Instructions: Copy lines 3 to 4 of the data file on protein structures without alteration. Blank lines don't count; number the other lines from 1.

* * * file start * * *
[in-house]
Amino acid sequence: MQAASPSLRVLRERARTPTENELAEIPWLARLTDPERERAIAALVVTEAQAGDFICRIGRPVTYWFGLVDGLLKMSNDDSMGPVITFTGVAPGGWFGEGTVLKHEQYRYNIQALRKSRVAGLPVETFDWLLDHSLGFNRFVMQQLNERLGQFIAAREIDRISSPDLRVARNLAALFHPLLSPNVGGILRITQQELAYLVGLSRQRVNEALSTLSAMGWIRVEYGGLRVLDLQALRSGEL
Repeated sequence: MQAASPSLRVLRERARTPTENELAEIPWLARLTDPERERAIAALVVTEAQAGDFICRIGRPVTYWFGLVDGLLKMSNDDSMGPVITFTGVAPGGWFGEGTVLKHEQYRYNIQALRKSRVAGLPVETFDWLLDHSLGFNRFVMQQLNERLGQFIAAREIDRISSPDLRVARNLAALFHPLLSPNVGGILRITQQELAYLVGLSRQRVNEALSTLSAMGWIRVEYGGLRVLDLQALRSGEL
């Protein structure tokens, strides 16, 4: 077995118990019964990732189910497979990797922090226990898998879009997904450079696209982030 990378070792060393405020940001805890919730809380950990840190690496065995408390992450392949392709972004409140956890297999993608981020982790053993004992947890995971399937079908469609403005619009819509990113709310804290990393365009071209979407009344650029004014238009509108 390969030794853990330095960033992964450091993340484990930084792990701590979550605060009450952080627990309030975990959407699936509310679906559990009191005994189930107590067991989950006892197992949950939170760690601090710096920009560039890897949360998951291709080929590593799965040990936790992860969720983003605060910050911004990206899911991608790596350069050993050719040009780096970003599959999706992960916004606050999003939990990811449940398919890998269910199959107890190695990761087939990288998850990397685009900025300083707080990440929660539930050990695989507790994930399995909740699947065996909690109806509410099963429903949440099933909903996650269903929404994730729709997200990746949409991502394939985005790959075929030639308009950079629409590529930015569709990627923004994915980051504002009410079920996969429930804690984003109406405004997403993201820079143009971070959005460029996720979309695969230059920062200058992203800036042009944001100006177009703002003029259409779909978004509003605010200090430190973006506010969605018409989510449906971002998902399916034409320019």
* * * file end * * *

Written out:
Repeated sequence: MQAASPSLRVLRERARTPTENELAEIPWLARLTDPERERAIAALVVTEAQAGDFICRIGRPVTYWFGLVDGLLKMSNDDSMGPVITFTGVAPGGWFGEGTVLKHEQYRYNIQALRKSRVAGLPVETFDWLLDHSLGFNRFVMQQLNERLGQFIAAREIDRISSPDLRVARNLAALFHPLLSPNVGGILRITQQELAYLVGLSRQRVNEALSTLSAMGWIRVEYGGLRVLDLQALRSGEL
């Protein structure tokens, strides 16, 4: 077995118990019964990732189910497979990797922090226990898998879009997904450079696209982030 990378070792060393405020940001805890919730809380950990840190690496065995408390992450392949392709972004409140956890297999993608981020982790053993004992947890995971399937079908469609403005619009819509990113709310804290990393365009071209979407009344650029004014238009509108 390969030794853990330095960033992964450091993340484990930084792990701590979550605060009450952080627990309030975990959407699936509310679906559990009191005994189930107590067991989950006892197992949950939170760690601090710096920009560039890897949360998951291709080929590593799965040990936790992860969720983003605060910050911004990206899911991608790596350069050993050719040009780096970003599959999706992960916004606050999003939990990811449940398919890998269910199959107890190695990761087939990288998850990397685009900025300083707080990440929660539930050990695989507790994930399995909740699947065996909690109806509410099963429903949440099933909903996650269903929404994730729709997200990746949409991502394939985005790959075929030639308009950079629409590529930015569709990627923004994915980051504002009410079920996969429930804690984003109406405004997403993201820079143009971070959005460029996720979309695969230059920062200058992203800036042009944001100006177009703002003029259409779909978004509003605010200090430190973006506010969605018409989510449906971002998902399916034409320019």